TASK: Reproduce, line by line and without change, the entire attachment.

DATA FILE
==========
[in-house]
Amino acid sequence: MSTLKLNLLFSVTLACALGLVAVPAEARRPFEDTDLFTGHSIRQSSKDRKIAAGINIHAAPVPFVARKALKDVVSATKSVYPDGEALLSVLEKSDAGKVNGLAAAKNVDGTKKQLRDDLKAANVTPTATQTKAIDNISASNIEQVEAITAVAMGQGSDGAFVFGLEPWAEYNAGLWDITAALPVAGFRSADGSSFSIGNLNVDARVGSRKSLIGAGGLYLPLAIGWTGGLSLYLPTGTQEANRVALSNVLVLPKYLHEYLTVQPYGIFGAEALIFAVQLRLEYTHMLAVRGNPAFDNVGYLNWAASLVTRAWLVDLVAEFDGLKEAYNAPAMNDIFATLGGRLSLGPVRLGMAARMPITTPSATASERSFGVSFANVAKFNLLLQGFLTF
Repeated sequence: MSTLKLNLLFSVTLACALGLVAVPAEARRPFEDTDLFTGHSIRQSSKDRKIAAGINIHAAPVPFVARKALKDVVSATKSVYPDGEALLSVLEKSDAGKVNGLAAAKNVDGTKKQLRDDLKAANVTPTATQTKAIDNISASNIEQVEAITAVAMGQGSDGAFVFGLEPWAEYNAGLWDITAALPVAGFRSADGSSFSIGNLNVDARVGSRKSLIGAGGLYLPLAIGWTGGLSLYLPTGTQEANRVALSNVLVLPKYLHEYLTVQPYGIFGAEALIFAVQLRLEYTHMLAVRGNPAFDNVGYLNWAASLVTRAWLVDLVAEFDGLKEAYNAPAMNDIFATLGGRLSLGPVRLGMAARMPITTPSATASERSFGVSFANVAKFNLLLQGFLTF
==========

[in-house]
Amino acid sequence: MSTLKLNLLFSVTLACALGLVAVPAEARRPFEDTDLFTGHSIRQSSKDRKIAAGINIHAAPVPFVARKALKDVVSATKSVYPDGEALLSVLEKSDAGKVNGLAAAKNVDGTKKQLRDDLKAANVTPTATQTKAIDNISASNIEQVEAITAVAMGQGSDGAFVFGLEPWAEYNAGLWDITAALPVAGFRSADGSSFSIGNLNVDARVGSRKSLIGAGGLYLPLAIGWTGGLSLYLPTGTQEANRVALSNVLVLPKYLHEYLTVQPYGIFGAEALIFAVQLRLEYTHMLAVRGNPAFDNVGYLNWAASLVTRAWLVDLVAEFDGLKEAYNAPAMNDIFATLGGRLSLGPVRLGMAARMPITTPSATASERSFGVSFANVAKFNLLLQGFLTF
Repeated sequence: MSTLKLNLLFSVTLACALGLVAVPAEARRPFEDTDLFTGHSIRQSSKDRKIAAGINIHAAPVPFVARKALKDVVSATKSVYPDGEALLSVLEKSDAGKVNGLAAAKNVDGTKKQLRDDLKAANVTPTATQTKAIDNISASNIEQVEAITAVAMGQGSDGAFVFGLEPWAEYNAGLWDITAALPVAGFRSADGSSFSIGNLNVDARVGSRKSLIGAGGLYLPLAIGWTGGLSLYLPTGTQEANRVALSNVLVLPKYLHEYLTVQPYGIFGAEALIFAVQLRLEYTHMLAVRGNPAFDNVGYLNWAASLVTRAWLVDLVAEFDGLKEAYNAPAMNDIFATLGGRLSLGPVRLGMAARMPITTPSATASERSFGVSFANVAKFNLLLQGFLTF